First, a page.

m the city. The New York Courier and Enquirer insists that it is the intention of the Confederate States to invade Pennsylvania and pillage Philadelphia. Hon. Howell Cobb, in a letter to the Athens Banner, announces his unalterable determination to retire to private life on the expiration of his present term of office. John P. Kennedy, U. S. Senator from Maryland, has issued a long appeal against secession. Harriet Beecher Stowe terms the present invasion of the South by Lincoln, the "Holy War." The Wheeling traitors propose to divide the State, and call the western portion "New Virginia." It is stated that it was $100, instead of $5,000, which ex-President Buchanan gave to the Pennsylvania volunteers. Captain Franklin Gardner, of the 10th regiment U. S. Infantry, resigned on the 6th of April last. A. E. Sanders, and M. R. P. Garnett, of Virginia, clerks in the Treasury Department at Washington, have been removed. Col. Robert Anderson left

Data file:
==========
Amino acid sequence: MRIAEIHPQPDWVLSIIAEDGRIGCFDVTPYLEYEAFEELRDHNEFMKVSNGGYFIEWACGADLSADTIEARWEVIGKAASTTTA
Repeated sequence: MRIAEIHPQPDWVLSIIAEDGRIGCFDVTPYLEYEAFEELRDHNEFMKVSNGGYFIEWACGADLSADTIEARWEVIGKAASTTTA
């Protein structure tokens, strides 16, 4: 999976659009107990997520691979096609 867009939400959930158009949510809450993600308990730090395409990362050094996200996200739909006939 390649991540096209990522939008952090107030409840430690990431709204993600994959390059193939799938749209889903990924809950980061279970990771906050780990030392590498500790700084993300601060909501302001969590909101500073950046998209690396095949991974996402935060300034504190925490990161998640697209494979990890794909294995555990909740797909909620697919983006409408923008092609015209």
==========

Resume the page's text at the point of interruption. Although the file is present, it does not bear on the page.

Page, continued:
rt, though not a pound of freight passes from port to port; but a community of ship-owners and sailors can not. The Lincoln Government is inaugurating precisely the policy which must ruin the North. To stop the Southern trade is to paralyze thr largest and most profitable customer. Instead of raising barriers against commercial intercourse, the clear policy of Lincoln would be to remove and keep down all barriers. If he did not undertake the work for us, the South, in self-defence, woude with Europe; but the South would not gain more from this commerce than the North would gain by such trade as, but for Lincoln's policy, it could contrive to keep open with the South. Nor will the odium which the North will incur in Europe from t these manufactures in the South, was a prohibition of the Northern rival article. No sooner is that prohibition decreed by Lincoln, than the new manufacture springs up spontaneously around us. Surely are the Fates working for us in this contest.